Making contributions to open-source beyond code

Making contributions to open-source beyond code

Would you like to contribute to open-source projects but aren't sure of your coding abilities? Or you'd like to contribute to open-source as a non-coder?

Trust me on this, non-code contributions are deeply valued in open-source projects. Developers are quite hands-on when it comes to making contributions to open-source projects. The non-dev contributions are rare however they are now catching pace.

Whether you are a novice in programming or are a seasoned developer or a non-engineer, there are many options when it comes to making contributions to open-source software, beyond code. Designers, writers, brand ambassadors etc everyone can make the most out of open source projects.

Yet even today when someone says open-source we imply to mean open-source software.

Let's understand how the term open-source came into use & how it gradually expanded as we see it today.

The terminology open-source was first coined in the year 1998. This was mostly to describe open-source software, in the public domain. Gradually around the 20th century, the terminology open-source intelligence was making its way. As people got more and more curious they started realizing how code was being shared and they'd rather apply the same fundamentals to collaborating and sharing other things as well.

We can see a lot of open-source hardware, open-source medicine, open-source education and other models are now being introduced. The idea is that when many come together to contribute to a project then it takes up a refined form and turns out to be more productive. The whole concept behind open-source contributions is fascinating.

However open-source software is something that still attracts a lot of contributions and especially now from non-developers also.

Why do we contribute to open-source projects?

Participating in open-source projects is both a fulfilling and enriching learning experience. Though there can be many motives behind making contributions to the open-source projects, the major motivations behind these contributions could be twofold -

  1. Creating and promoting visibility:  The contributors are able to find novel job opportunities, connect with industry veterans etc. Your employer could also benefit and gain visibility while you make contributions to the open-source projects.
  2. Enables learning and acquiring new skills:  The contributors are able to polish and enhance their existing skills without being evaluated. At the same time, you can learn new skills while participating in the areas of your interest.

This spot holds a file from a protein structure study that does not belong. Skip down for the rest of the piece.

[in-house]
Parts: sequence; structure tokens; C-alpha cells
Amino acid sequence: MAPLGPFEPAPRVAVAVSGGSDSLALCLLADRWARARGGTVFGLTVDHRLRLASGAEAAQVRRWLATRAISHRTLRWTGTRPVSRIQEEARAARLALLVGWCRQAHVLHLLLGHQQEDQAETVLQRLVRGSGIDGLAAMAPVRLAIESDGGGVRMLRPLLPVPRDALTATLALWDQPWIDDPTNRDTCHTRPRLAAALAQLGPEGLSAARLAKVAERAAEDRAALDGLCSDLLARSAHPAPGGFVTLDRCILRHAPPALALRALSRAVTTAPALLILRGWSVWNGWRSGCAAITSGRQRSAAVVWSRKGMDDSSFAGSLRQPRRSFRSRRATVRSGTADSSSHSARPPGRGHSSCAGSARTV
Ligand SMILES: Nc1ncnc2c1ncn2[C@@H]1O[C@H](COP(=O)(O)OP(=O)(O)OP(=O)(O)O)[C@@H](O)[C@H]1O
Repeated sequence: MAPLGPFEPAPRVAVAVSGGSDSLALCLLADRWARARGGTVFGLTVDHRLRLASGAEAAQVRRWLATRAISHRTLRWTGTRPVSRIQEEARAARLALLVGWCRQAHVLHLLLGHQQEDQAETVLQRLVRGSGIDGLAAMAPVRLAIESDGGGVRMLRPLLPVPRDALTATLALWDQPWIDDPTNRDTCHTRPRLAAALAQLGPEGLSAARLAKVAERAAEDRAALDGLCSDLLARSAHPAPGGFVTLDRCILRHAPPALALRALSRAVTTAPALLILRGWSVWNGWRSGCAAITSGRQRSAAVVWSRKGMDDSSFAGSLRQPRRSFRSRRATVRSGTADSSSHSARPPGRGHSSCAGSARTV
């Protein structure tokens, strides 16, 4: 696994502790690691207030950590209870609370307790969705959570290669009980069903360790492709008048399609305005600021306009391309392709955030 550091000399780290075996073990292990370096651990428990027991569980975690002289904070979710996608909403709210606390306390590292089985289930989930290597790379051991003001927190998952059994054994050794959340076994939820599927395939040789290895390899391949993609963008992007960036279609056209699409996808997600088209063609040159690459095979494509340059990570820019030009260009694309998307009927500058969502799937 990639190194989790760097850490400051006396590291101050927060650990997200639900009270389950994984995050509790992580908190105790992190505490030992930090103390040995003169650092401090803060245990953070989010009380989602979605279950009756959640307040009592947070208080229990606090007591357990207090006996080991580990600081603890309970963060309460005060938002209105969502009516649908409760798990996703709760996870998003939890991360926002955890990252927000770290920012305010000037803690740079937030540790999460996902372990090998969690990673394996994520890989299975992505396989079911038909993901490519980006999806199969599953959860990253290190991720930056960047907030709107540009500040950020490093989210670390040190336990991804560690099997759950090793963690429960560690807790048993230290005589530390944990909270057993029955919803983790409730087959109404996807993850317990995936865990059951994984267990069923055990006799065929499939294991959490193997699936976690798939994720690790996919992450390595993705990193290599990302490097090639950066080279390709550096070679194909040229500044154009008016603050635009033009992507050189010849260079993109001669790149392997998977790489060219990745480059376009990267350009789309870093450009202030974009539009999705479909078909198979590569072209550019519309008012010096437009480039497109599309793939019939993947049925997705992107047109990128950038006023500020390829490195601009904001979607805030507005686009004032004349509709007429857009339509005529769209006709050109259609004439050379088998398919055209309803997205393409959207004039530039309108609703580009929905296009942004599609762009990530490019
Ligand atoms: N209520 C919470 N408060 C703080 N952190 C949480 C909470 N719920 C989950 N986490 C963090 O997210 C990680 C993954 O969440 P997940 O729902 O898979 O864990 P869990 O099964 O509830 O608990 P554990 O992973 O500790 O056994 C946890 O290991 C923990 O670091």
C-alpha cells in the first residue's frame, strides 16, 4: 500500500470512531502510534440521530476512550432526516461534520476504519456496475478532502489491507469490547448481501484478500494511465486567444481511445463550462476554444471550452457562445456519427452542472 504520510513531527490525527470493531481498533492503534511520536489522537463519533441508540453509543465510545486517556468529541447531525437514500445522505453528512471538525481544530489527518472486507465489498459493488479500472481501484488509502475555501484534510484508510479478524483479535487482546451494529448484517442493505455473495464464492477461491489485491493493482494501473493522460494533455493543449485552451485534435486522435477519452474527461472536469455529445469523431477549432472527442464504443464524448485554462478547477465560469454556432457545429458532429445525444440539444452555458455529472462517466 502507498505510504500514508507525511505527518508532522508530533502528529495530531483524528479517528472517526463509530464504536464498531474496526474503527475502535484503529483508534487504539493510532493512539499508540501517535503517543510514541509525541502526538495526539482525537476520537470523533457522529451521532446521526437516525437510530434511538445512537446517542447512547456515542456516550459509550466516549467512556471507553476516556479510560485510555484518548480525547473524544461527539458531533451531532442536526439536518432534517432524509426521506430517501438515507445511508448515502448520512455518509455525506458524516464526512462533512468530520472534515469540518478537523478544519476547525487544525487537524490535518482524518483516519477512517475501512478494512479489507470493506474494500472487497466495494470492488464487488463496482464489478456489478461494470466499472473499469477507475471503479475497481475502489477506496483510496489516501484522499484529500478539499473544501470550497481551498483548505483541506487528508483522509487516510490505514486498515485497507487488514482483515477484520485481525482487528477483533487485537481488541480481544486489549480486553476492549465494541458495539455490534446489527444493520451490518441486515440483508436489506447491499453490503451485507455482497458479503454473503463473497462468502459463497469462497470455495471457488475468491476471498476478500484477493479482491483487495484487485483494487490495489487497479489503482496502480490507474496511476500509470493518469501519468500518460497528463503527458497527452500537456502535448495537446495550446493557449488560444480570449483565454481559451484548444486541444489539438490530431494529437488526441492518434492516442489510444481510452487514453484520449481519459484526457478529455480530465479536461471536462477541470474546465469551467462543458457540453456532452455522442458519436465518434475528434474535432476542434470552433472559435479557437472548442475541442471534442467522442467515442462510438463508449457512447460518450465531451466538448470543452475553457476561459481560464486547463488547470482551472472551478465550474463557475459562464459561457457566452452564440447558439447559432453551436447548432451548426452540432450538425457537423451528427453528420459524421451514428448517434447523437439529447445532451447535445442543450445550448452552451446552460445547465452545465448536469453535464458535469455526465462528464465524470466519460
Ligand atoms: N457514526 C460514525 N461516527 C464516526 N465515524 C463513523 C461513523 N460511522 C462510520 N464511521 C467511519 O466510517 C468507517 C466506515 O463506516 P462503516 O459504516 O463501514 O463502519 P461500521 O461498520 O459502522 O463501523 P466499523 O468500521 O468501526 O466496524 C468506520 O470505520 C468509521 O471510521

So what are the areas wherein we can make contributions?

Beyond coding and development, there are many areas where we can make active contributions when it comes to open-source projects;

  • Documentation
  • Mentoring
  • Reporting issues
  • Maintaining tests
  • Project management
  • Designing
  • Providing support to other project managers

A lot of large-scale projects also host networking summits, where you can meet and collaborate in person to make contributions.

Let's have a look at some of the broad categories

  1. Designing :

If you are a designer or have design skills you can contribute in more ways than one:

  • You can exhibit your skills to create artwork/graphics/posters etc for any project that would require such an effort. You can contribute to social media, blog posts or even swags.
  • You can develop style guides. Many large-scale open-source projects have globally distributed contributors. Hence having a consistent visual design is imperative. As designers, you can develop style guides to ensure consistency across the contributors.

2.  Testing :

Users of an open-source project can make meaningful contributions in the following ways;

  • You can begin by reporting bugs if you encounter some as a user of the open-source project. You can raise them and let the code contributors know about the bugs. This way you can support the fixing of the bugs and overall enhance the quality of the project.
  • You can also sign up for being an alpha/beta tester. Alpha/ beta tests are the controlled tests of a new release or feature to ensure consistent user experience and quality before they are made available to popular users. Here you can sign up as a tester and test the new release/ feature and share your feedback. Such feedbacks support the contributors in iterating an issue and bringing improvement overall.

3. Advocating :

Most of the open-source projects that we know of today are driven by the community. Hence they do not have a dedicated marketing team to spread awareness. Here you can have an opportunity to become a dedicated advocate of the project and spread awareness of the same. You can use social media or offline events to spread the word. You may need not even ask the project sponsors/ owners, because who doesn't like free marketing!